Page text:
Caregiver Burnout – Signs and Strategies for Coping

In the midst of her most successful years as a TV executive, Jacqueline Marcell found herself bound by the responsibility of having to care for her elderly parents. Devastated and unimpressed by the available eldercare system, Marcell was forced to leave her career and sell her family home to provide 24-hour care to her parents. Her father experienced unprovoked bouts of rage and confusion, and Marcell learned firsthand of the limited assistance available to her family. This lack of support prompted Marcell to write her recent book, Elder Rage, or Take My Father…Please! Her aim was to inform the public about ‘caregiver burnout’ and how to cope with the responsibility by taking wiser steps.

Marcell’s book draws attention to the difficulties care givers face in garnering assistance through the existing medical and eldercare system. Marcell encourages readers in two primary courses of action, emphasizing the value of adult daycare and early diagnosis. Personally, she found comfort and peace by getting herself into a support group and enrolling her parents into an adult day healthcare facility. Adult daycare facilities can be great places to improve an individual’s cognitive functioning, stimulate their mind and enlighten their spirit. They also provide an opportunity for the caregivers to focus on their own needs.

Using humor to address this sensitive subject is author. Teresa Hopson-Finley who, in her new book Mom Forgot! Diary of a Caregiver, broaches the topic of caring for her elderly parents. Hopson-Finley found keeping at journal to be therapeutic and essential during the 15 years she spent caring for her ailing kin. While Alzheimer’s disease and other debilitating illnesses are no laughing matter, the book tastefully presents an anecdotal narrative spanning Hopson-Finley’s caregiving years, and offers readers suggestions of how to cope with this stressful and trying time. These suggestions include turning to faith in God, keeping a positive out look and of course, a little laughter, after all, it is the best medicine. “Despite the subject matter, the most sophisticated, serious-minded reader could find reasons to smile between the covers of this book,” states the author. While humor is indeed a coping mechanism, it is important to note the difficulty and heartache felt as caregivers watch people they love slip away.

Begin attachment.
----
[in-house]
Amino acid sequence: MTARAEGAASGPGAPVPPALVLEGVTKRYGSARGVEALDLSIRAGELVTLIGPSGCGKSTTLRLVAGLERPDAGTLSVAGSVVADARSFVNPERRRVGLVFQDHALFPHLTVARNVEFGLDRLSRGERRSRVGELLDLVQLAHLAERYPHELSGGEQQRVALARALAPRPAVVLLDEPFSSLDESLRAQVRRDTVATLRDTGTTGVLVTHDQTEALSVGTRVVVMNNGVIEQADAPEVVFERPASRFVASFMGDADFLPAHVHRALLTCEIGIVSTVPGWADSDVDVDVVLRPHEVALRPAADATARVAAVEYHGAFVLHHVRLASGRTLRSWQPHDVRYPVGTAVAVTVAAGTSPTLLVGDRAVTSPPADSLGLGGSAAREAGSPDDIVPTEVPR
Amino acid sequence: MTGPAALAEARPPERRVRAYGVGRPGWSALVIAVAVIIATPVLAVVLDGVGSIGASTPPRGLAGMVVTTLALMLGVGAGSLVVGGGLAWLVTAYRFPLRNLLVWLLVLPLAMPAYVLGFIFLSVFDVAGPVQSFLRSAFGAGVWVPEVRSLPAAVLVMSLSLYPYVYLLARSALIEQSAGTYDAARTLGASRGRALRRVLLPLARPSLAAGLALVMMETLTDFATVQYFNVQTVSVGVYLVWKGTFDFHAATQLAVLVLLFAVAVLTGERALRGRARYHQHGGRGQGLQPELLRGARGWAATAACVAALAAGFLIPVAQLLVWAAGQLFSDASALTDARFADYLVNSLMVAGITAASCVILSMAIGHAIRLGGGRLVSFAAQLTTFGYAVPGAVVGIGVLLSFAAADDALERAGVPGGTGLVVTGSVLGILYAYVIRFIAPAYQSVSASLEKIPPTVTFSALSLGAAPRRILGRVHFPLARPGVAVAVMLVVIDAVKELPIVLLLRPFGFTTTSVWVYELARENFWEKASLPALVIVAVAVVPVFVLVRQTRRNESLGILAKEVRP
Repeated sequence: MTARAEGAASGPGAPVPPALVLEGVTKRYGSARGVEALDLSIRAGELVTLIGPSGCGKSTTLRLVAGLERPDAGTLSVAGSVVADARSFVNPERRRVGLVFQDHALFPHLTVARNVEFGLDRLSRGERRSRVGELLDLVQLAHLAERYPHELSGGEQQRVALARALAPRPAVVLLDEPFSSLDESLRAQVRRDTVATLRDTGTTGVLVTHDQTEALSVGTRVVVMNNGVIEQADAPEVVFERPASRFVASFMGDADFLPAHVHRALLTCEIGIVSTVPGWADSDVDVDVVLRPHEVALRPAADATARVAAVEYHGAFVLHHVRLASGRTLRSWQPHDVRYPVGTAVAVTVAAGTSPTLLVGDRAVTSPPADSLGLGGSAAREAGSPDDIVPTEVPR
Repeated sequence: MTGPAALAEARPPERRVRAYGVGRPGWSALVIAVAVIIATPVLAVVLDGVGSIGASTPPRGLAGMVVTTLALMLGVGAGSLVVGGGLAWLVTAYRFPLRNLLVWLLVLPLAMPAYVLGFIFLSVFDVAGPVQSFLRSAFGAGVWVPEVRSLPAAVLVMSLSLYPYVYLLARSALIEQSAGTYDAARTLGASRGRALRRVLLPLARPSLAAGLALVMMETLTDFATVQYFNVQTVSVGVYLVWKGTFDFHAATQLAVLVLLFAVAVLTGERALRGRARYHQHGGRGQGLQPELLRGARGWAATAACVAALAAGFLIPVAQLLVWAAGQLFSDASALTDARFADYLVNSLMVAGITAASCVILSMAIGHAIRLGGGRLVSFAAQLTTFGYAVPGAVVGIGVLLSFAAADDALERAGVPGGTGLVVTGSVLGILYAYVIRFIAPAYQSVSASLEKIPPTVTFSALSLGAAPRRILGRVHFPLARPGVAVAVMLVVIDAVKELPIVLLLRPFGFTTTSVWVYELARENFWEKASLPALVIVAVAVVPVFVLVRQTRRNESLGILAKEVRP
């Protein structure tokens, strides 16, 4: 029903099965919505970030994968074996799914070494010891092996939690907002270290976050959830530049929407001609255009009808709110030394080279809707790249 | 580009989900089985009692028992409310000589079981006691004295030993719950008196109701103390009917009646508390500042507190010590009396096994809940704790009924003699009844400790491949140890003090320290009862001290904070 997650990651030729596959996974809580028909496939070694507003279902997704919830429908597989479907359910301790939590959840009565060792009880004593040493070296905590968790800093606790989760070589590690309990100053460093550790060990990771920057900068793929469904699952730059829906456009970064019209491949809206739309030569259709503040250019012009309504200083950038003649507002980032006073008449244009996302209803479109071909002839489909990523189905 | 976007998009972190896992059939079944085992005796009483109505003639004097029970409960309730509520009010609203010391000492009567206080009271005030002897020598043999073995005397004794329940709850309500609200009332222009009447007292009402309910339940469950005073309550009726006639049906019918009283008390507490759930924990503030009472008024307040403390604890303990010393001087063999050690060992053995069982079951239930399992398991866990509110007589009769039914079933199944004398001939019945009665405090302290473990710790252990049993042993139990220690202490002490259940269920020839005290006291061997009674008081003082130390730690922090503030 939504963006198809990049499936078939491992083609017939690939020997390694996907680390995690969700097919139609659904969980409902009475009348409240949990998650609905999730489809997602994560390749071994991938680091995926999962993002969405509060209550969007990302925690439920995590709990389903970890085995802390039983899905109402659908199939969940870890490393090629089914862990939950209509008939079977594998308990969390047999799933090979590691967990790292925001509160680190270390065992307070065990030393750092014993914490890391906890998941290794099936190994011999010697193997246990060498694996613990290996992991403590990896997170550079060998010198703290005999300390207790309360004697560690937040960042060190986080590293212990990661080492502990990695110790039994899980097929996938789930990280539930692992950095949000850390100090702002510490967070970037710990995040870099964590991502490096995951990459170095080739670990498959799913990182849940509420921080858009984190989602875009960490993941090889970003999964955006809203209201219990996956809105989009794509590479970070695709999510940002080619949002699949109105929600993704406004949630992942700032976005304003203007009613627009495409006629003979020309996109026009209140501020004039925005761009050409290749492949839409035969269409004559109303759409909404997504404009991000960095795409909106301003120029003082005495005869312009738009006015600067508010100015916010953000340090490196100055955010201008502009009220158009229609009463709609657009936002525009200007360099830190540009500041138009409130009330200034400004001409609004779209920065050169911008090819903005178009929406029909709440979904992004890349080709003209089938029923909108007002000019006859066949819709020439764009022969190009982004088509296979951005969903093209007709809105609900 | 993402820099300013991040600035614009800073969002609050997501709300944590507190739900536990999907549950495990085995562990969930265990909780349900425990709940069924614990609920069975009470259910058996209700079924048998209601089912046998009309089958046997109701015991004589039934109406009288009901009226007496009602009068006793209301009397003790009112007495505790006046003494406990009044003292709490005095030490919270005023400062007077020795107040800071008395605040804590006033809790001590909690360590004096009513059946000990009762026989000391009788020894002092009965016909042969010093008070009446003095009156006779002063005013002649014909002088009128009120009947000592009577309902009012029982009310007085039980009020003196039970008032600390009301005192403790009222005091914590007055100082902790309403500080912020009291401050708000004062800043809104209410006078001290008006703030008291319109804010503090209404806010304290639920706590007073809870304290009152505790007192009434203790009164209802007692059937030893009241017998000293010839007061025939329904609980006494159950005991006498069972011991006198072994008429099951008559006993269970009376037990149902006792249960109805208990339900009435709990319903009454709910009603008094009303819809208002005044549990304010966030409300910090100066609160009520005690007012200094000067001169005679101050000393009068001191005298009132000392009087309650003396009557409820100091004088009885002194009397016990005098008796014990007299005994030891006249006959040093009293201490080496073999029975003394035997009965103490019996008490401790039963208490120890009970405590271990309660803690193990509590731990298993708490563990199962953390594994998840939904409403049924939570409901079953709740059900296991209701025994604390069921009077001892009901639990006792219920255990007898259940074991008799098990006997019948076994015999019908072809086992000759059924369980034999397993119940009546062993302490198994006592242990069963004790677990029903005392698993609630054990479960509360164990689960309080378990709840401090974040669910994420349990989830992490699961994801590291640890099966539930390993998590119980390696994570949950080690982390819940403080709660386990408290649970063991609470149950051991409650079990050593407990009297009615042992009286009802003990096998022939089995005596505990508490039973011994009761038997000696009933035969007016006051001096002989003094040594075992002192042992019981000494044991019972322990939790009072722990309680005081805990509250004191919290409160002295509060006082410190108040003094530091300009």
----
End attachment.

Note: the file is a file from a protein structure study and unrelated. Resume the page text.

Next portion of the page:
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Not all instances of caregiving revolve around the elderly. One area that has received little attention in the past is Spinal Cord Injury (SCI). That is all beginning to change due in part to the recent book The Ghost Behind The Wheelchair, written by Lila Ridings Darnell. Her son, Scott, was injured in 1991 after a diving accident rendered him paralyzed at the age of 28. Darnell chronicled her experiences in an attempt to “serve as illumination in an otherwise dark world for others facing a simi lar injury to the one they love.” She notes, “I was eventually able to sit down and put words onto paper in the hope that another mother or father would one day find my experience helpful during their own times of learning and searching.”

Unlike many roles that we choose to take on in life, caring for our loved ones, either the elderly or the young. is not always voluntary. On the contrary, because having to care for a close relative or friend often arises from events and circumstances that are beyond our control, this may not happen at the most opportune time.